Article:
With a total artificial heart powered by a backpack-sized power supply, Stan Larkin, 24, can wait at home for a heart transplant. He is part of a rare group of U.S. patients who have been discharged from a hospital without a human heart.
A global hunt for genes that influence heart disease risk has uncovered 157 changes in human DNA that alter the levels of cholesterol and other blood fats – a discovery that could lead to new medications.
It was called the biggest comeback in Big House history when Leo Staudacher suffered cardiac arrest at the University of Michigan-Notre Dame game. Two years later he says it was the best thing that could have happened to get his health on track.
Stroke rates have declined in the past decade, but there's still work to be done by the University of Michigan Frankel Cardiovascular Center and its partners in Corpus Christi, Texas, to prevent stroke among young Mexican Americans.
Michigan’s top heart and heart surgery program has a new name – the University of Michigan Samuel and Jean Frankel Cardiovascular Center. The change recognizes $50 million in giving from the Samuel and Jean Frankel Foundation.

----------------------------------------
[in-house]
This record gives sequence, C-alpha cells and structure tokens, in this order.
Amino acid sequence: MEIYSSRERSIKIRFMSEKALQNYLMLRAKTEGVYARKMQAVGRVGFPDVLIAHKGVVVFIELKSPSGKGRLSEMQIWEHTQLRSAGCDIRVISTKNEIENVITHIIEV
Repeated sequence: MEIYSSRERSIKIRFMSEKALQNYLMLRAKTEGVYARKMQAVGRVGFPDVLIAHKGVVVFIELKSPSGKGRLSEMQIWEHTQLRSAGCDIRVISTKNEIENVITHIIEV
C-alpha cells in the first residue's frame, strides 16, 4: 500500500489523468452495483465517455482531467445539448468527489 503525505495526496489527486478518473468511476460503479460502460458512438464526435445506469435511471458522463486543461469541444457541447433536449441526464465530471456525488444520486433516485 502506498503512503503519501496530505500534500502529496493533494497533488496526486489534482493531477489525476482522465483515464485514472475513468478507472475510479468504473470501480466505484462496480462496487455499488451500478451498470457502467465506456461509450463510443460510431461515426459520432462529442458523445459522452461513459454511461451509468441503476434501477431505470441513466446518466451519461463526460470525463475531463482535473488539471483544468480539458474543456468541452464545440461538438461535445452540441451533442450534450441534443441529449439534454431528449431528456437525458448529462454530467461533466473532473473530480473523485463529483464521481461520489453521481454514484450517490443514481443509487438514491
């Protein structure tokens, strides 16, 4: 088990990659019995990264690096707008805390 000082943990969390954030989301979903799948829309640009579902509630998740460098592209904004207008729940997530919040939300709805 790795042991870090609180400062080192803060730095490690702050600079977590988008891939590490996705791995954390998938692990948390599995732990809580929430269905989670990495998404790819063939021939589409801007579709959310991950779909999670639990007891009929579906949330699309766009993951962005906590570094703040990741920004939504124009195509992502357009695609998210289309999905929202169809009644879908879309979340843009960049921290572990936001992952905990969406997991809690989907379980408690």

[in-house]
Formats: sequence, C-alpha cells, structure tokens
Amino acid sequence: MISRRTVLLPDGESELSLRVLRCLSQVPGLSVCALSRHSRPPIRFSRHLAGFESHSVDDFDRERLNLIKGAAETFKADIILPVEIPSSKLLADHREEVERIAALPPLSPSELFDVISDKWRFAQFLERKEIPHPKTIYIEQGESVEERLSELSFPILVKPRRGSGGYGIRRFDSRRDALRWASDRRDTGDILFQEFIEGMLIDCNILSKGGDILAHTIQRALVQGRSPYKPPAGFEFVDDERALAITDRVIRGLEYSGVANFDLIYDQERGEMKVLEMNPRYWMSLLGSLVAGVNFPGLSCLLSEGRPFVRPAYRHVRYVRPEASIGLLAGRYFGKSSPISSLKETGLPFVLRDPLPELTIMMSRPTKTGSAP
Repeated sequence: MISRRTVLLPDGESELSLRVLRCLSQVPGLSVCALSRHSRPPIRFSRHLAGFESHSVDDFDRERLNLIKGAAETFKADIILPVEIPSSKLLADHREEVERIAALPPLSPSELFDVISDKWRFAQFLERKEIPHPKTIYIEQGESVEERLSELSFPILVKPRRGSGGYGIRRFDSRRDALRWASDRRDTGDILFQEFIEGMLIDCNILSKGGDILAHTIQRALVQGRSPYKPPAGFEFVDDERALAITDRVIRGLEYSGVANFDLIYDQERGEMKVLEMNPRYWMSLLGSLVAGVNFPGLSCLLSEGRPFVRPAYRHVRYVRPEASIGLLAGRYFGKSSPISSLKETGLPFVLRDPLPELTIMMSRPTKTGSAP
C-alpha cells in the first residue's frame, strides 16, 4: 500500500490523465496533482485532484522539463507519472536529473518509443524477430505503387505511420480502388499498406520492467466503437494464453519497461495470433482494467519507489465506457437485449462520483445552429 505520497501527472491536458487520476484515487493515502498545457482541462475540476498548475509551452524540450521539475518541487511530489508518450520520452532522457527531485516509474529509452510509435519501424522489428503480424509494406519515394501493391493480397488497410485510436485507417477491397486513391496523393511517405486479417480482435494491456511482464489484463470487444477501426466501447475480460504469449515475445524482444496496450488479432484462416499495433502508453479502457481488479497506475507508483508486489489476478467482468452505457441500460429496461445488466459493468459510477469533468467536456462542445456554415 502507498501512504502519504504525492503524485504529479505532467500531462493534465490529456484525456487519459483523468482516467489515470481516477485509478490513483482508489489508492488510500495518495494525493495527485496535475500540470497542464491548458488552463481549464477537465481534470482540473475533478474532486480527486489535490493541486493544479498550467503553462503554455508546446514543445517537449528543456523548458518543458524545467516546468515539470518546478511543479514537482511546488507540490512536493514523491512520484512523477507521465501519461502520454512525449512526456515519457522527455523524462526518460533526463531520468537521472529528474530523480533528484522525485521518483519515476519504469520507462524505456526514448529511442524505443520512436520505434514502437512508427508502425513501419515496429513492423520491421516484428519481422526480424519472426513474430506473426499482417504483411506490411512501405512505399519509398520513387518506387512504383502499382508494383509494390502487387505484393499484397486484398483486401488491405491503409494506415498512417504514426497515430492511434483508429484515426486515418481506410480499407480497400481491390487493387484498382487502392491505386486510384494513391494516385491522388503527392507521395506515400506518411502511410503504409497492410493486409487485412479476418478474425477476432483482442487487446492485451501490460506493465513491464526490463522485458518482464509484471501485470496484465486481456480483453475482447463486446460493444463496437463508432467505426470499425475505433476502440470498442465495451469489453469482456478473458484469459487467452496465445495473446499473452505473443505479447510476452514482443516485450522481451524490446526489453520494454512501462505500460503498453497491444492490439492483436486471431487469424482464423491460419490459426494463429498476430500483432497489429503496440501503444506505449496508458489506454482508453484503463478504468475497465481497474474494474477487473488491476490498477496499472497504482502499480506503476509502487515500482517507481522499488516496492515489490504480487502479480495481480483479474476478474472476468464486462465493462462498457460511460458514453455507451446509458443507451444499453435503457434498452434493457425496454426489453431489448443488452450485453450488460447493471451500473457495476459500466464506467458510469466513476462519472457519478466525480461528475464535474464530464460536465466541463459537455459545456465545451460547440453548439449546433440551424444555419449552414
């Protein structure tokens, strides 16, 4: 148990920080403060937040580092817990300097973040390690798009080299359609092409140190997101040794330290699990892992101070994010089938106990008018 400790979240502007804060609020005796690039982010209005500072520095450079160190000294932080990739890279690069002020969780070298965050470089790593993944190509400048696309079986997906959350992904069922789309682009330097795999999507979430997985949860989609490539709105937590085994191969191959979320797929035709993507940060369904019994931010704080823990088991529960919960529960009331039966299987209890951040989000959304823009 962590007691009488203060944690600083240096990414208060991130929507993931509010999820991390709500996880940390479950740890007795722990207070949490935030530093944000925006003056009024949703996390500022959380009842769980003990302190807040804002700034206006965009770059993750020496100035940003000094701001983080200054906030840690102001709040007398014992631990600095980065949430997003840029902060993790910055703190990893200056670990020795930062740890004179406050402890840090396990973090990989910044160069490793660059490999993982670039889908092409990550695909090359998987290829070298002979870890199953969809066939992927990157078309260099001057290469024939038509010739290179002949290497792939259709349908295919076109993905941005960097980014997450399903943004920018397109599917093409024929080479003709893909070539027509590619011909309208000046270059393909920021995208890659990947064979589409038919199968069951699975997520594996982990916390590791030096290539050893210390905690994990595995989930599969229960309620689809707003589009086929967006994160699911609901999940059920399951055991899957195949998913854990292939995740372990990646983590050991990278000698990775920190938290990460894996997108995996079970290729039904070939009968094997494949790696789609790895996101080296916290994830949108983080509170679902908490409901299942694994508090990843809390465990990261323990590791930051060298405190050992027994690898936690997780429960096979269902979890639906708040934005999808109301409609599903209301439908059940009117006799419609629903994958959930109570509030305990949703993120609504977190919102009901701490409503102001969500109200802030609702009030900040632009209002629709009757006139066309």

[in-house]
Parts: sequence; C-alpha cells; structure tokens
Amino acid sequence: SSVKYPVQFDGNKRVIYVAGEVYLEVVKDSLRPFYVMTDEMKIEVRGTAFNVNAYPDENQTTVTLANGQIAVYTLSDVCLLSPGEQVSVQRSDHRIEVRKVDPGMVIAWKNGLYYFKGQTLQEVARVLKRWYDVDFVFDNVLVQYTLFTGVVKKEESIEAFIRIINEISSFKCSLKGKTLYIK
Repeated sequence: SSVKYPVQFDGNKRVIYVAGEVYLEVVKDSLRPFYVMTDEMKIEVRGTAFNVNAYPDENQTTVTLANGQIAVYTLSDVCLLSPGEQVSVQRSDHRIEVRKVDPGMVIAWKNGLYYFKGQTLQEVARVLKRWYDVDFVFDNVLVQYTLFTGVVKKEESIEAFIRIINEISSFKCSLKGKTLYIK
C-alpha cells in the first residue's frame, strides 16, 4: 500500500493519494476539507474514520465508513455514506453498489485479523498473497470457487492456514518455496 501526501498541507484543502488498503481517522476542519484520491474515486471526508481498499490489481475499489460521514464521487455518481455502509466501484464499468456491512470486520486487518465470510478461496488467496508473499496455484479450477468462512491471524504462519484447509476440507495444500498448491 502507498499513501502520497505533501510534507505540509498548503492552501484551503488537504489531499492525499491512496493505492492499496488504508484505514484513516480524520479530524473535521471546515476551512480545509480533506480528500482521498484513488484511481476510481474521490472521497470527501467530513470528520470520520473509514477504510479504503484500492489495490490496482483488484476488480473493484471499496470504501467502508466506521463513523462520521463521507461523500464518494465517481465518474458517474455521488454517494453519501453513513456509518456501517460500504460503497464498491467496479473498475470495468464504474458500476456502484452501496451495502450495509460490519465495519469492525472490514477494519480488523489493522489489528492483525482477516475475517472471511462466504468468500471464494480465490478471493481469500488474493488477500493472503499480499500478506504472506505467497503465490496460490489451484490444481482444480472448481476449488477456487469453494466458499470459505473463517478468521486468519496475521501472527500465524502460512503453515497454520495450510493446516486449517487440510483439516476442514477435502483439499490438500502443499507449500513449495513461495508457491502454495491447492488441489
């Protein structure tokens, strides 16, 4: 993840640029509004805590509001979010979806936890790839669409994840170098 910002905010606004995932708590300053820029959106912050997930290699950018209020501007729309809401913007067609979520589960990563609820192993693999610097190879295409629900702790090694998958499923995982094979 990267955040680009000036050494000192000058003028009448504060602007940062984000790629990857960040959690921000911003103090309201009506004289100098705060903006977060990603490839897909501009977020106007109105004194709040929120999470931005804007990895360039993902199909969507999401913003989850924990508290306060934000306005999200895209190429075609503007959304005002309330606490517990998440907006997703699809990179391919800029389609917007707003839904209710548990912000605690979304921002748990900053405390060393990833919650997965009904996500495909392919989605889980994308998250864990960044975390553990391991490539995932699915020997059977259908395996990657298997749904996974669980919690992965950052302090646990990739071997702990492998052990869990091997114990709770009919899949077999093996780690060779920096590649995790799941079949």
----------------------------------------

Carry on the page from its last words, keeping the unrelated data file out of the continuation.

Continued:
During Heart Disease Awareness Month, experts at the U-M Cardiovascular Center are available to discuss new strategies for improving patient care and the quality of patients' lives. While cutting-edge techniques are transforming treatment of heart disease, there are ways to prevent getting heart disease in the first place.
Want to know how well UMHS does at providing high-quality care and protecting patients' safety while they receive care? Check out the newly updated data on a website that provides these data, patient ratings of UMHS care, and much more, to the public.
The University of Michigan Cardiovascular Center, a leader in heart valve replacement, has performed its first minimally invasive aortic valve replacement. Designed to replace a diseased aortic heart valve percutaneously, the procedure potentially provides a safe and less invasive alternative to open heart surgery.
The University of Michigan Cardiovascular Center is part of the national Medtronic CoreValve trial to replace diseased valves with a minimally invasive procedure. It's a potentially transformative option for aortic stenosis patients who cannot tolerate open heart surgery.